Sudhir Rao, MD, Skoda Auto India, told FE that in the past year the company had been evaluating its strengths and weaknesses and has now devised a plan for the short and medium term. Our strengths are our products, our weakness is the often-stated customer service and after-sales. Our strong focus is now on eliminating that weakness. That will put us back in a very strong position from a brand perspective, which then sets the foundation for growth. So the sequence has reversed, its now about focussing on products, eliminating weaknesses and going for growth, he said.
This strategy will play itself out over the next seven years, till 2020. There are obviously milestones in between. To fix (the weaknesses) is a two-three journey. The message I want to send out to the market is that we have strong products and that we are turning this company around in terms of all its negatives, he added.
The start of this new strategy will see Skoda, a Volkswagen group brand, bring back the 'Octavia' brand in the next few weeks in the form of a new mid-size sedan. The brand is important, since the Octavia sedan was the first brand for the company when it entered India 12 years ago and still has strong recall with consumers, but it was later replaced with the Laura.
Incidentally, this development comes a few weeks after the company decided to temporarily pause the production of the Fabia hatch at the Chakan plant near Pune. The Fabia was the only small car sold by Skoda in India, but had seen its sales dip 51% to 812 units in April-July FY14. Skoda also sells three sedans Rapid, Laura and Superb, apart from the Yeti SUV.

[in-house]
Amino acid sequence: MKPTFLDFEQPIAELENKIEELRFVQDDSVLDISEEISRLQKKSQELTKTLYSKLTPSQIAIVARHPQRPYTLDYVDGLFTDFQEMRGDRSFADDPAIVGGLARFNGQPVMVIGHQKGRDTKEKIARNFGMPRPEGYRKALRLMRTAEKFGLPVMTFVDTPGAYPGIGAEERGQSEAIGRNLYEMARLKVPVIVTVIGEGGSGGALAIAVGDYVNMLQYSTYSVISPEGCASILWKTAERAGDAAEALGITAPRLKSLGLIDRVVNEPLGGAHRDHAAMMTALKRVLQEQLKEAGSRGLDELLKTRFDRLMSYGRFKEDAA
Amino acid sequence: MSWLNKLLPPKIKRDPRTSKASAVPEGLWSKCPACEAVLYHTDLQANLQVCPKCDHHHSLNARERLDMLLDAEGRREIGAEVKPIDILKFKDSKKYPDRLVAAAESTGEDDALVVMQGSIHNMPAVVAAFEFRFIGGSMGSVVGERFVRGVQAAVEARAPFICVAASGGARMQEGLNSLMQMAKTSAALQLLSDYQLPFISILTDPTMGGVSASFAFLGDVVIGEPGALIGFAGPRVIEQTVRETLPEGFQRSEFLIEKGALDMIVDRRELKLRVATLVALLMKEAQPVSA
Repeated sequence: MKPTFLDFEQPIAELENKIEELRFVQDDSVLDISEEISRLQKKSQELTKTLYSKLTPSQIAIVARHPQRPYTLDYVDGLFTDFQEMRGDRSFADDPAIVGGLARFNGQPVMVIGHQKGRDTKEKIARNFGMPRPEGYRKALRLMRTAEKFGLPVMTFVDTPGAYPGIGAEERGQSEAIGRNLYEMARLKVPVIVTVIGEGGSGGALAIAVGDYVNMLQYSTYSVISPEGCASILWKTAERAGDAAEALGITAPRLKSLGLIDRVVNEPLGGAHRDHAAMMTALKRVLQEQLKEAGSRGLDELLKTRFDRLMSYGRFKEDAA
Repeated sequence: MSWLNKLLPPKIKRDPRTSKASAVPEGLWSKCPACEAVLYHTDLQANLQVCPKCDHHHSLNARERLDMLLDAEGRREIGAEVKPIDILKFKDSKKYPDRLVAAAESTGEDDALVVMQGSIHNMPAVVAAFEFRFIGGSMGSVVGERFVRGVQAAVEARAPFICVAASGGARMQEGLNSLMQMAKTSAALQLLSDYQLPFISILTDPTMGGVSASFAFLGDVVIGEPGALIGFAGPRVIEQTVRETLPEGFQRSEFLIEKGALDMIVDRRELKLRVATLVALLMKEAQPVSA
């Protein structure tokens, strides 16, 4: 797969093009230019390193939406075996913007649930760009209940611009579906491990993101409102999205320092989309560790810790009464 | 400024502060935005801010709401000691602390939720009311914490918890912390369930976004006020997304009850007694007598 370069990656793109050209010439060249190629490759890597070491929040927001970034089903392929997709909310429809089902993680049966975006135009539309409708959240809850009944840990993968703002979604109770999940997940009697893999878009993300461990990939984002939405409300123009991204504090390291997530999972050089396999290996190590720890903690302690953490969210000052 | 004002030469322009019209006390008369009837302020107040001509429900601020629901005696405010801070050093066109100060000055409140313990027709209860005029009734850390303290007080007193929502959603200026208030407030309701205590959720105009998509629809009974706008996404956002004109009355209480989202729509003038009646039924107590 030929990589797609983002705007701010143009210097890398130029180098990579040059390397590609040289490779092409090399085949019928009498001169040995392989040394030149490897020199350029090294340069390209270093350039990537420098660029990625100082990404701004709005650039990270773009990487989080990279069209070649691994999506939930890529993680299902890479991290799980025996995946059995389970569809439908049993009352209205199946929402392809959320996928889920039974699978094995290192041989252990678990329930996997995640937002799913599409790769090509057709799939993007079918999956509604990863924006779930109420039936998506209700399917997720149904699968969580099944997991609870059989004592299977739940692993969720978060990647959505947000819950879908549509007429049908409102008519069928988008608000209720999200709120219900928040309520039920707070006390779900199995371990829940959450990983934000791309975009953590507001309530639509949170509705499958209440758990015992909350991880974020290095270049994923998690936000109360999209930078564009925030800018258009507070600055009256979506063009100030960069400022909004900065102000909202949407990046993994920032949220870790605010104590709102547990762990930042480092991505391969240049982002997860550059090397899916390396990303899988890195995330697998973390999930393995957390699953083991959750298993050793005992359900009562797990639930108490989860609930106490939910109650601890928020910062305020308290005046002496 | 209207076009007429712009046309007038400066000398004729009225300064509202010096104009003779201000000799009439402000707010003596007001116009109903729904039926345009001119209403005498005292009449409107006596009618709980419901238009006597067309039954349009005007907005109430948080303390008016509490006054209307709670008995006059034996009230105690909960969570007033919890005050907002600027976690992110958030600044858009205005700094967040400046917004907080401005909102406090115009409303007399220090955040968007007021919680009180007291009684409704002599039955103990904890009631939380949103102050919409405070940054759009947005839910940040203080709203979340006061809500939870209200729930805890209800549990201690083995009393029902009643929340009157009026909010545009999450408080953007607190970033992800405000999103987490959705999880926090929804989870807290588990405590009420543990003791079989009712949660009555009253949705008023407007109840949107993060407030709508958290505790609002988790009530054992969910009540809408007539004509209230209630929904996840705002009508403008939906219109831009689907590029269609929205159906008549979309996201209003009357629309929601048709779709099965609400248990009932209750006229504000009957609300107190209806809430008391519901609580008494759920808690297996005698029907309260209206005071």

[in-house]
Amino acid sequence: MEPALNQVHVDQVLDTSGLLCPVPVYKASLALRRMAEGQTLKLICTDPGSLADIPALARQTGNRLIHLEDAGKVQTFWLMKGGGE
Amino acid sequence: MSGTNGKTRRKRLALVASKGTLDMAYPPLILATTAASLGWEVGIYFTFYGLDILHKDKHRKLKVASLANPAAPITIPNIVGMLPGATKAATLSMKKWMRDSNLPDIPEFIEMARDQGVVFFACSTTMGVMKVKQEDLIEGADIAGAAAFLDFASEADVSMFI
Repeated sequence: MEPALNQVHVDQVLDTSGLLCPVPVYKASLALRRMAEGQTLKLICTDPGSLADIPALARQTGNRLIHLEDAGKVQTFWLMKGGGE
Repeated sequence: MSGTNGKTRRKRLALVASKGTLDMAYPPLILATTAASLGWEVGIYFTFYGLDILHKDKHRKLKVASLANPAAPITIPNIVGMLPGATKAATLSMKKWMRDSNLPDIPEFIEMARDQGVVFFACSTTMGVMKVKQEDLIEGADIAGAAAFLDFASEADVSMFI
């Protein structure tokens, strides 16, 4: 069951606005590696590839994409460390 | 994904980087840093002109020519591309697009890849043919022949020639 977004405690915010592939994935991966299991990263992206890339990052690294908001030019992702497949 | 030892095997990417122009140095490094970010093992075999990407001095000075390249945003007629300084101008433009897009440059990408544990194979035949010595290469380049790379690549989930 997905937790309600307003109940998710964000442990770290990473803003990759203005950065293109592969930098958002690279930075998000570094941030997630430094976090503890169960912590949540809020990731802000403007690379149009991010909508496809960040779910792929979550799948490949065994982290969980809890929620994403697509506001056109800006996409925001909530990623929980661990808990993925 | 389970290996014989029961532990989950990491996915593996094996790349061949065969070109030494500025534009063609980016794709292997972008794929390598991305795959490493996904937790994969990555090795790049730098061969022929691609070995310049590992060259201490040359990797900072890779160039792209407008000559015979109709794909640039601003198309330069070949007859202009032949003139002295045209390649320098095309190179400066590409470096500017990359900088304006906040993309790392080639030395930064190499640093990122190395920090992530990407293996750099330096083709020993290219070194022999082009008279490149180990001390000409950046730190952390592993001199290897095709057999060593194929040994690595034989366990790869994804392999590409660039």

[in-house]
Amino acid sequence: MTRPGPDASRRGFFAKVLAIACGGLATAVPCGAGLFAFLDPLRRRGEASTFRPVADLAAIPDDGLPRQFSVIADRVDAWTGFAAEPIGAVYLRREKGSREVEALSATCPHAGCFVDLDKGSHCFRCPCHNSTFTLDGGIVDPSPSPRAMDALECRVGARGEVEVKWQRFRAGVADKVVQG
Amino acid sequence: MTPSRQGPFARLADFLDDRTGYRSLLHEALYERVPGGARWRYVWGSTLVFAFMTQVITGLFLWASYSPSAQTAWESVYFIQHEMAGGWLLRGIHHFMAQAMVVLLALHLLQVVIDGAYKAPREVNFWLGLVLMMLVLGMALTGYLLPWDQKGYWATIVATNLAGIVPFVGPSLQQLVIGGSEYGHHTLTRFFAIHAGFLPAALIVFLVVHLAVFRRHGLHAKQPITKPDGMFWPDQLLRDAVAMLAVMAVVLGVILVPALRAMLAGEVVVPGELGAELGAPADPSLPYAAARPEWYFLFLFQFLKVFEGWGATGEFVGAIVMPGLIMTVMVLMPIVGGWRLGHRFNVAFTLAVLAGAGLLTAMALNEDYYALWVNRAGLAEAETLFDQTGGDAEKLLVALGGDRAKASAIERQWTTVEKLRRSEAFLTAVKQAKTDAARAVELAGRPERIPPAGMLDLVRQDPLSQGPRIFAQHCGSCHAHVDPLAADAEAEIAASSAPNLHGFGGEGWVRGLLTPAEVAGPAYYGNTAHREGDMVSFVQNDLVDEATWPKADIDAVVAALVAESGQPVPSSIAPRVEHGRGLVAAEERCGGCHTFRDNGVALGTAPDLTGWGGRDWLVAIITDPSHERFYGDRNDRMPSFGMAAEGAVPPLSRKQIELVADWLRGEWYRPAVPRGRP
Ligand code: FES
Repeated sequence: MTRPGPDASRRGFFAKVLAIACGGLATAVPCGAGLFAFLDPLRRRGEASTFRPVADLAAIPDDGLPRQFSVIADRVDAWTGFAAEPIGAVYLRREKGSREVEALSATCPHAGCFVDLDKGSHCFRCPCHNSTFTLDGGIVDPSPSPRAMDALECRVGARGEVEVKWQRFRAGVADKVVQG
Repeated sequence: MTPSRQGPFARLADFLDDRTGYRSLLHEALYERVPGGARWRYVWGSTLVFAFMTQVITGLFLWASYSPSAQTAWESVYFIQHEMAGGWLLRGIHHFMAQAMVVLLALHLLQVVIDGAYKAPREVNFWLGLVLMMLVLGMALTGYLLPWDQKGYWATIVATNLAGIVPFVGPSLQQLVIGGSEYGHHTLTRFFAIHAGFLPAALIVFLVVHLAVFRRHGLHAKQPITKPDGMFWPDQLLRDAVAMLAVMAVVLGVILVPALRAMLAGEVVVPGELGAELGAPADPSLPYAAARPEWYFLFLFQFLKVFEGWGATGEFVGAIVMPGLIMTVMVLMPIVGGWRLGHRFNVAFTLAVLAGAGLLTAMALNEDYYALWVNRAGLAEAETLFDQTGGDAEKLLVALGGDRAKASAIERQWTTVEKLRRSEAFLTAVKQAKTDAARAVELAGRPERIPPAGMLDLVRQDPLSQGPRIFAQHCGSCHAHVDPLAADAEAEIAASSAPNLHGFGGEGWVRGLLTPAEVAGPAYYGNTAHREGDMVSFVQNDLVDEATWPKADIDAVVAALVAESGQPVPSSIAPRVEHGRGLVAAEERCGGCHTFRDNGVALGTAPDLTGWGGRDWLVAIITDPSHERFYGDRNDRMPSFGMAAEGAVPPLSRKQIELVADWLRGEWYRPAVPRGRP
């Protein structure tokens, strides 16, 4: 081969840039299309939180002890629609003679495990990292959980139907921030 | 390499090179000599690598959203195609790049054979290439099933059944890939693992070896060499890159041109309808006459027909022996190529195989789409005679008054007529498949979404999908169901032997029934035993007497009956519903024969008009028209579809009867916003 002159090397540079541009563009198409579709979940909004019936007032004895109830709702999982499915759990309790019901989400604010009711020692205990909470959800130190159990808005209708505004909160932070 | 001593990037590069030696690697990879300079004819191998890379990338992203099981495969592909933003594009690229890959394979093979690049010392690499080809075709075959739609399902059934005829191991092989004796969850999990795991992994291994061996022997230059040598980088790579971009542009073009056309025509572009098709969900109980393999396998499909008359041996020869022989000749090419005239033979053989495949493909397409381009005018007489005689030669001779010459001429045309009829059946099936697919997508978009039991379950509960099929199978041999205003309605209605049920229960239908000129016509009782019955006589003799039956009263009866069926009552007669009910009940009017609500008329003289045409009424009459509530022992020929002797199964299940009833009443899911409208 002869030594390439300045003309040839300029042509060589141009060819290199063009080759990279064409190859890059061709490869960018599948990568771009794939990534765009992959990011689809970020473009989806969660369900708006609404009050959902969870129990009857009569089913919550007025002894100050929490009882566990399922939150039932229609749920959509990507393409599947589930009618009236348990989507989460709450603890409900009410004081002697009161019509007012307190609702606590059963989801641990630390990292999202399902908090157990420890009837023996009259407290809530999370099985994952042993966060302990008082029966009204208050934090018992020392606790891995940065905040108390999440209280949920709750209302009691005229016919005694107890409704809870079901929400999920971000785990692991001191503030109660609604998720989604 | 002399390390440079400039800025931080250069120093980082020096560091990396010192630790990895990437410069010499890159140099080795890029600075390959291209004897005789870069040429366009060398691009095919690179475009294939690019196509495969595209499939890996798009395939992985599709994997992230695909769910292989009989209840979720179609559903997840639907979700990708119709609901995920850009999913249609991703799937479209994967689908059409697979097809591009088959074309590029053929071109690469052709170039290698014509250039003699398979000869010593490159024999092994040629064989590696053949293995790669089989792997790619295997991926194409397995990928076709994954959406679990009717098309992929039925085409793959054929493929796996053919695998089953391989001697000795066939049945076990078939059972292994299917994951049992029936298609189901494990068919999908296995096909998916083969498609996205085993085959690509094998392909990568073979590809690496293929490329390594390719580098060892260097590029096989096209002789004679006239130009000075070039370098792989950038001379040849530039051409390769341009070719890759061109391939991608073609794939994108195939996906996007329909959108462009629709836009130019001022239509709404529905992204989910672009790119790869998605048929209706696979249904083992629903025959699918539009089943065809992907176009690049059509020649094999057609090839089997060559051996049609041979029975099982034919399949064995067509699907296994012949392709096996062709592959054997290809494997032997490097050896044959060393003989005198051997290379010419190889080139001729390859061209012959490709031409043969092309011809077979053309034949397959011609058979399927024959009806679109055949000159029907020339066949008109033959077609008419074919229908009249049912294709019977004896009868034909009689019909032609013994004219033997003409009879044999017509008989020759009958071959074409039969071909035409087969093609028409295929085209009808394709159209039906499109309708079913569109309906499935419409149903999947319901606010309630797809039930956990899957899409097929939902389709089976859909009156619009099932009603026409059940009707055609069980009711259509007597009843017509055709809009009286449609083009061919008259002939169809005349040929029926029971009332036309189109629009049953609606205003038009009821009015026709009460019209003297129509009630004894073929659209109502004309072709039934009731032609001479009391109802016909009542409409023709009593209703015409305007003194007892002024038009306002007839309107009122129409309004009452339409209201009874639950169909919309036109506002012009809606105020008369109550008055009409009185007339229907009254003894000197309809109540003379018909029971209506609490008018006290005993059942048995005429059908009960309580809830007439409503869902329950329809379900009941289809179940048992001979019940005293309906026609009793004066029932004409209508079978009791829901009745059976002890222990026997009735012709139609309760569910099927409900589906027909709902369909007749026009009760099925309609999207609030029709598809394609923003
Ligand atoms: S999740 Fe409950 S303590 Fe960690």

Under its plan to improve customer experience, Skoda is improving stocking levels (of parts) at dealerships, the skill levels of dealers and the turnaround time for technical questions. Flying doctors have also been appointed who can quickly reach dealerships.
We are basically first winning back the trust in the brand, building customers confidence and connect and then starting to bring in products that are very competitive both in terms of appeal and cost. A lot of this is basics and and we are taking some fundamental steps. We are explaining to our guys that this is important for us, for the brand. We cant continue like this and this has to be fixed, Rao said.
Skoda is also pushing for further 'India-focussed' development of new products. So far, we have not had enough Indian input in product planning upfront, but now these inputs are coming in way ahead in product development. We are a lot more demanding (with the global headquarters) as to what we want for India, he said.
Interestingly, Rao said that the company will not look to increase exports, unlike other carmakers like its parent Volkswagen and rivals Renault, Hyundai and Maruti Suzuki, for whom such a move is important to offset the negative margin impact of a weak rupee.
Skoda is clearly responsible only for the market in India. Many companies are looking at exports because they are at a curve where they want massive volumes. For us, that is a longer-term objective, he said.